### “Simple” equations? Not always so simple.

Have you ever wondered how students can make mistakes with equations that appear extremely simple to solve, equations as basic as: 9 – x = 11, or: – 9 + x = 11?

To me this was rather baffling until I started to see these equations through students’ eyes, thanks to some tutorees who told me why they were making some mistakes here.

Through this experience, I’ve come to realize that I should be careful before I label any equations “simple equations.”

Here’s a case in point, which I’ll call Example #1:

9 – x = 11

If you ask students how the 9 in this problem is connected to the left side of this equation, a distressingly LARGE NUMBER will say that the 9 is connected by SUBTRACTION. If you just think about it, it’s a very understandable mistake. There’s a big glaring negative sign to the the right of the 9. When students look at that negative sign, many think it tells them that the 9 is connected by SUBTRACTION. Using this analysis, and armed with the knowledge that you do “the opposite operation,” these students will blithely ADD 9 to both sides of the equation, but they’ve just gotten off on the wrong track, getting: 18 – x = 20.

Similarly, given an equation as “simple” as this, Example #2:

– 9 + x = 11

many students will tell you that the – 9 is connected by addition. Why? Because of the big glaring + sign to the right of the – 9. . Reasoning thus, these students will gleefully do the opposite operation and subtract 9 from both sides of the equation, landing in an equally sticky puddle of wrong thinking, getting: – 18 + x = 2

How can we help students avoid these common algebraic pitfalls? Here’s what I’ve found helps.

Tell students that if a number is connected to a variable by an ADDITION or SUBTRACTION sign, you have to look to the LEFT of the number — not to the right — to determine how it is connected to that side of the equation.

To see how this works, let’s look back at Example #1: 9 – x = 11

A student who understands the correct process knows she must look to the LEFT of the 9 to see how it is connected to this side of the equation. Since there’s NO VISIBLE SIGN to the LEFT of the 9, that means that there’s an invisible + sign, so the problem can be re-written, for sake of clarity as: + 9 – x = 11

Now the student is getting somewhere. Using the idea of looking to the LEFT, she looks to the left of the 9 and sees this + sign. This tells her that the 9 is connected by ADDITION, not by subtraction. Following the rule of inverse operations, she now knows to SUBTRACT 9 from both sides of the equation, to get: – x = 2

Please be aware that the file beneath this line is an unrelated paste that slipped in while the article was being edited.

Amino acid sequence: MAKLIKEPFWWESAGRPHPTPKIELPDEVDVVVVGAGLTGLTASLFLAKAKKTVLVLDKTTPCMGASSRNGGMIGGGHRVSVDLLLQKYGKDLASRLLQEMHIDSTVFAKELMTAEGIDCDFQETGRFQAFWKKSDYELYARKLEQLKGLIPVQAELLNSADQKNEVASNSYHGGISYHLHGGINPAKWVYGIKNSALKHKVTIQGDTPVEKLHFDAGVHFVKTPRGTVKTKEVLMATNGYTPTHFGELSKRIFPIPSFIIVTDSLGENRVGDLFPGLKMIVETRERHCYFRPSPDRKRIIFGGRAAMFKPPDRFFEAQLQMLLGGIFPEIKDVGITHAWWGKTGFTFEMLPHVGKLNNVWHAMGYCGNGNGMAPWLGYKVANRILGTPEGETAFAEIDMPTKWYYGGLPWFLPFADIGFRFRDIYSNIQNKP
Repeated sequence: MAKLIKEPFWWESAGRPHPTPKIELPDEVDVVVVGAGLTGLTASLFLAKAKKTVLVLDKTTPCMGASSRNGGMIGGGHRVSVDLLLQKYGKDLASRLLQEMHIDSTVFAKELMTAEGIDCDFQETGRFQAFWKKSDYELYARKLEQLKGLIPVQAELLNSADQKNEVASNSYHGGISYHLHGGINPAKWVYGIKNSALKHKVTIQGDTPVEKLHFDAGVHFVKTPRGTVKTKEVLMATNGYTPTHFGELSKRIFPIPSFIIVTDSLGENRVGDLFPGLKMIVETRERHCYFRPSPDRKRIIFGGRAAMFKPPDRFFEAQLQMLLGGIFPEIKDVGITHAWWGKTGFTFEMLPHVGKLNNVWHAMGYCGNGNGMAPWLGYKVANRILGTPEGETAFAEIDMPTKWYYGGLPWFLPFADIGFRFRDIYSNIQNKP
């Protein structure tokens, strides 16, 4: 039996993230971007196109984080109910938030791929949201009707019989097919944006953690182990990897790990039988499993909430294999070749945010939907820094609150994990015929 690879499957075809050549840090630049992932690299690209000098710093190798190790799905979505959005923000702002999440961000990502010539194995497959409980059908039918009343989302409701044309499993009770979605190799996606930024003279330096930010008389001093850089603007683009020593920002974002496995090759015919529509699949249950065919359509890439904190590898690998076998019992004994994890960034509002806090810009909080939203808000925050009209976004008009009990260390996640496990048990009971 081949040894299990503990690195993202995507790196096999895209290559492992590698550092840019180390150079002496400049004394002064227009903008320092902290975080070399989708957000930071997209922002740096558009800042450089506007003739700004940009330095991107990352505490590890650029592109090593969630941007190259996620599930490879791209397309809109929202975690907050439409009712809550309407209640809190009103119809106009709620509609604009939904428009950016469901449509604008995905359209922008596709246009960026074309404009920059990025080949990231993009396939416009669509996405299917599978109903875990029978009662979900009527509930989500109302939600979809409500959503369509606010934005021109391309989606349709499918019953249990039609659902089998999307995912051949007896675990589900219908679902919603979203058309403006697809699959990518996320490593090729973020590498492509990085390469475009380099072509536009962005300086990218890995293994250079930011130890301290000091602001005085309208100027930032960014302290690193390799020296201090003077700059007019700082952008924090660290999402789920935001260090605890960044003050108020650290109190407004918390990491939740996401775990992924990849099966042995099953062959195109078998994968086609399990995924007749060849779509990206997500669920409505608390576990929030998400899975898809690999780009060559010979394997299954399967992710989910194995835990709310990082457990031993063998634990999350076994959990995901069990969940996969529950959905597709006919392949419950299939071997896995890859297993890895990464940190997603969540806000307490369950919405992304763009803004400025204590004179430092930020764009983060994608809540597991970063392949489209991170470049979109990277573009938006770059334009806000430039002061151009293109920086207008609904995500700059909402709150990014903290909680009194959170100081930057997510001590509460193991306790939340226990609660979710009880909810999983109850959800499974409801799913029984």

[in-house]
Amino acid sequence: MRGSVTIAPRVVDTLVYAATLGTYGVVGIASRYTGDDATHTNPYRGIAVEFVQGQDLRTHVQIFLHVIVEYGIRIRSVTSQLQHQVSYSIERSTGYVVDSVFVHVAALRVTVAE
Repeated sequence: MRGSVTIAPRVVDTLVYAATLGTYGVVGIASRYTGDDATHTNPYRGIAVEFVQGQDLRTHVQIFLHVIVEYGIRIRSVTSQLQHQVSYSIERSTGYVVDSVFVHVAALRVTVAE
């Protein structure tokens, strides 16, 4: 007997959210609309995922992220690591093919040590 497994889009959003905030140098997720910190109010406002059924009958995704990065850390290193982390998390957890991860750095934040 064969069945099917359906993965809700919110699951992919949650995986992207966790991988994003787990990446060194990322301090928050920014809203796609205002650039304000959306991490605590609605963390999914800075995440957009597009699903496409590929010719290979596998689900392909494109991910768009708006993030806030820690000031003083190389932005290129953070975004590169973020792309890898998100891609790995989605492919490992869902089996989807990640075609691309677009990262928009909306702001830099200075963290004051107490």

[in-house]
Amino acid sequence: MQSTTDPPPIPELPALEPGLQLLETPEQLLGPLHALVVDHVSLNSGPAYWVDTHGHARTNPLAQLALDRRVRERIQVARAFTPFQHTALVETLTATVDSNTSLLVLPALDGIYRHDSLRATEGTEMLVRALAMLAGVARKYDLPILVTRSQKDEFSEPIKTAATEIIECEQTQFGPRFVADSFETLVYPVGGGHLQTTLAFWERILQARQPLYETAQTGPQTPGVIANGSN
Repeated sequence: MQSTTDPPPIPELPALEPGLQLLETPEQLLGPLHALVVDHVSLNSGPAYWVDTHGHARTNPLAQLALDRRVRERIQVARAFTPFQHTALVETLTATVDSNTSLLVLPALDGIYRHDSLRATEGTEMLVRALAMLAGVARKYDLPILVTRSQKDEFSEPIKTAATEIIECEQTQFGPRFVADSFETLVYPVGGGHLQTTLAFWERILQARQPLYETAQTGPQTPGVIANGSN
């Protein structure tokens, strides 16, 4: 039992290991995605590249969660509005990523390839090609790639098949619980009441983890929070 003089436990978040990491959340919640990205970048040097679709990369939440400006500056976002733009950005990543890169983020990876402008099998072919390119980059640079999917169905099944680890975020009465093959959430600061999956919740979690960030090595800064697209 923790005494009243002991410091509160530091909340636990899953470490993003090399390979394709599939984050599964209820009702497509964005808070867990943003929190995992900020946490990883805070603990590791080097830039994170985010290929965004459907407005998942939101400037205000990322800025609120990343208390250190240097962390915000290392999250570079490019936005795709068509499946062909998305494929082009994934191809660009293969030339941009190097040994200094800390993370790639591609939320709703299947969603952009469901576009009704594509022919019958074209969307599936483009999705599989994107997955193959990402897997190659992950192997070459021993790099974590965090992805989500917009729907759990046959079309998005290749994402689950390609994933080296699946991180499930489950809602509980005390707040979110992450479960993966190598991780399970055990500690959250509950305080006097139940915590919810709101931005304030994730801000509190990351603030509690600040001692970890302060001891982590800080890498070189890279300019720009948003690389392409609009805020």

From there it’s just a matter of multiplying both sides by (– 1) to get the variable alone in its positive form, obtaining the answer: x = – 2

Similarly, Example 2 can be solved using the Look to the LEFT rule of thumb.

This problem is: – 9 + x = 11

The student must ignore the + sign to the right of the 9, and instead look to the LEFT of the 9, finding a – sign. That – sign tells the student that the 9 is connected to the left side of the equation by SUBTRACTION. Using the rule of inverse operations, he knows to add 9 to both sides of the equation, getting: x = 20 And that is the final answer.

As I think about this area of confusion, I think it occurs because we teachers sometimes tell kids that they must “get rid of the number that is connected to the variable.” I know I’ve been guilty of talking this way (but I am trying to reform myself).

When a number is multiplying or dividing a variable, it is perfectly appropriate to tell kids to “get rid of the number next to the variable.” For example, in: 3x = 21, students need to get rid of the 3 which is connected to x through multiplication. Likewise, in x/5 = 6, students must “get rid” of the 5 that is connected through division.

But my recent algebra epiphany is that when numbers are connected through addition or subtraction, as in these problems:

10 – x = 23

x + 7 = – 5

– 8 + x = 13

– 2 – x = 8

we need to be more subtle in our instructions. We must tell students to Look to the LEFT of the number on the same side of the variable. And then tell students to let the sign they see to the LEFT guide them as to how to get rid of the number term that is in the way.

Just a little self-confession that I thought I’d pass along.

Good news: I’ve already started using this “Look to the Left” approach, and it is clearing up lots of confusion for students.

Happy teaching!

— Josh